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Unit 1.1 – An Essay on God & Krsna

Difficulty: Medium/Hard

Recommended time for completion:  6 minutes


The following passage is adapted from The Science of Realisation, a book by A.C. Bhaktivedanta Swami Prabhupáda


Ladies and Gentlemen, I thank you very much for kindly participating in this Krsna Consciousness movement. When this society was registered in 1966 in New York, a friend suggested that it be named the Society for God Consciousness. He thought that the name Krsna was sectarian. The dictionary also says that Krsna is a Hindu god’s name. But in actuality, if any name can be attributed to God, it is “Krsna.”

Actually, God has no particular name. By saying He has no name, we mean that no one knows how many names He has. Since God is unlimited, His names also must be unlimited. Therefore we cannot settle on one name. For instance, Krsna is sometimes called Yasodá-nandana, the son of mother Yasodá; or Devakí-nandana, the son of Devakí; or Vasudeva-nandana, the son of Vasudeva.

God has many dealings with His many devotees, and according to those dealings, He is called certain names. Since He has unnumerable devotees and innumerable relations with them, He also has innumerable names. We cannot hit on any one name. But the name Krsna means “all attractive’. God attracts everyone; that is the definition of God. We have seen many pictures of Krsna, and we see that He attracts the cows, calves, birds, beasts trees, plants and even the water in Vrndávana. Therefore if any particular name can be given to God, that name is “Krsna”.

Bhagaván, the Supreme Personality of Godhead, is defined as one who is full in six opulences – who has full strength, fame, wealth, knowledge, beauty and renunciation.

Bhagaván is the proprietor of all riches. There are many rich men in the world, but no one can claim that he possesses all the wealth. Nor can anyone claim that no one is richer than he. We understand, however that when Krsna was present on this earth He had 16,108 wives, and each wife lived in a palace made of marble and bedecked with jewels. The rooms were filled with furniture made of ivory and gold, and there was great opulence everywhere. These descriptions are all given vividly in the Srímad-Bhágavatum. In the history of human society we cannot find anyone who had sixteen thousand wives or sixteen thousand palaces. Nor did Krsna go to one wife one day and another wife another day. No, He was personally present in every palace at the same time. This means that He expanded himself in 16, 108 forms. This is impossible for an ordinary man, but it is not very difficult for God.



1.            According to the above passage, for what reason did the author’s friend suggest that the society be named the Society for God Consciousness?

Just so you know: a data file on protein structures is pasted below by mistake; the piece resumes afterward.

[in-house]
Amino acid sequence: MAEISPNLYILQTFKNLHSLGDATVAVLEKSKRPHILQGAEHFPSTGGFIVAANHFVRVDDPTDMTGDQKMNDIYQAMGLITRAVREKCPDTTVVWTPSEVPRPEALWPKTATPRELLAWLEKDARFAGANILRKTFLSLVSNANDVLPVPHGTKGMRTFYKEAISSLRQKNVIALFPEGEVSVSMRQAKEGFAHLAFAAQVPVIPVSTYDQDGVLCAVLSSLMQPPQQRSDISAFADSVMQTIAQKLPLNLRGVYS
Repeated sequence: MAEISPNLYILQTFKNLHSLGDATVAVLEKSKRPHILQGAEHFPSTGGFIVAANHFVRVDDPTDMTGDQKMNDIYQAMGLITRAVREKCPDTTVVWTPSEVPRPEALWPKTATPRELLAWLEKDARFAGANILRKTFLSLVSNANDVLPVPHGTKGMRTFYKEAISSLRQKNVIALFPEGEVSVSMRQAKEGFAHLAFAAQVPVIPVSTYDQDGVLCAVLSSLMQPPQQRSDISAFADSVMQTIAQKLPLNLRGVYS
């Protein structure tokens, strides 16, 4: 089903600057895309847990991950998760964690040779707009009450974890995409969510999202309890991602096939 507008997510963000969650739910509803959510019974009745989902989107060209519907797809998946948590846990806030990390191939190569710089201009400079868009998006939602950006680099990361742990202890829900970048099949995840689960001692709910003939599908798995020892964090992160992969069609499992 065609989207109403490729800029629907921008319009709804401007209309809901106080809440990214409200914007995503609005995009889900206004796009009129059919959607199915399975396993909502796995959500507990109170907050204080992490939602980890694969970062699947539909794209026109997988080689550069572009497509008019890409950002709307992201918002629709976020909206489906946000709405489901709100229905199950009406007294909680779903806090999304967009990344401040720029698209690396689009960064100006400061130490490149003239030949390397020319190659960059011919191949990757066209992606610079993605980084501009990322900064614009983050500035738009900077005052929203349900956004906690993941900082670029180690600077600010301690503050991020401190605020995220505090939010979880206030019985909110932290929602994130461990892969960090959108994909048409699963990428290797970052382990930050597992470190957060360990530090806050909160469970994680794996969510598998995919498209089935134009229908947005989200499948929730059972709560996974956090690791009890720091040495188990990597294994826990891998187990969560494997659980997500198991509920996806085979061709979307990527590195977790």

• A      To avoid debates over God’s name
  • B      To enable the society be more inclusive of different religions and sects
  • C      He disagreed with the definition of Krsna as meaning ‘all attractive’
  • D      To prevent anybody confusing Krsna for an ‘ordinary man’


2.         How does the author defend the naming of the Society for Krsna Consciousness?

  • A      By arguing that God has not one name, but many.
  • B      By listing some alternative, obviously less-practical names
  • C      By explaining why he believes Krsna is the most apt name for God
  • D      By explaining that God attracts everyone, regardless of his name


3.            The passage focuses mainly on God as a being of:

  • A      Omnipotence
  • B      Knowledge
  • C      Mystery
  • D      Ambiguity


4.            “In the history of human society we cannot find anyone who had sixteen thousand wives or sixteen thousand palaces.”

What is the purpose of this line?

  • A      To illustrate that there is no record of God having been on earth.           
  • B      It is included as an historical fact in order to add to the credibility of the argument.
  • C      To differentiate between God and ordinary humans
  • D      To show that the wives were not aware of each other’s existence


  • Answers:

    Q1: B. The answer is in lines 3 &4. His friend suggested ‘God Consciousness’ because he thought Krsna was sectarian. Sectarian denotes membership of a particular sect. Therefore if something is sectarian it is exclusive. We can infer from this that his friend thought ‘God consciousness’ would be more inclusive.

    Q2: C. It is important to recognise in this question that the author does, in fact, do all of these (A,B,C & D) things. However, they are all simply fuel for his argument that Krsna is the most apt (or best) name for God.

    Q3: A. Omnipotence means having unlimited power or being able to do anything. Often understood as being able to be everywhere at once. Once you understand this definition is becomes quite obvious that this is how god was depicted in the passage. Ambiguity means uncertainty or inexactness in meaning.

    Q4: C. We’ll use a process of elimination to explain this one; A, is untrue. Just because they could not find his 1608 palaces does not mean that there is NO evidence of God on earth, but this is not a claim the author makes. D, is irrelevant to the main idea of the piece. Whether or not the wives knew they were all married to Krsna doesn’t matter, and it is unlikely that the author would write in such detail so only imply that this was the case.
    B; it’s not an historical fact since no evidence is provided. If anything the story of there being 1608 majestic palaces hidden around the world makes the argument less credible. C is the answer because is complies with the main argument of the piece – that God was all powerful, no ordinary man.

    Leave a comment with any further questions / disagreements / or if there’s anything you would like clarified!

    Gamsat Sample Questions

    May 16, 2012

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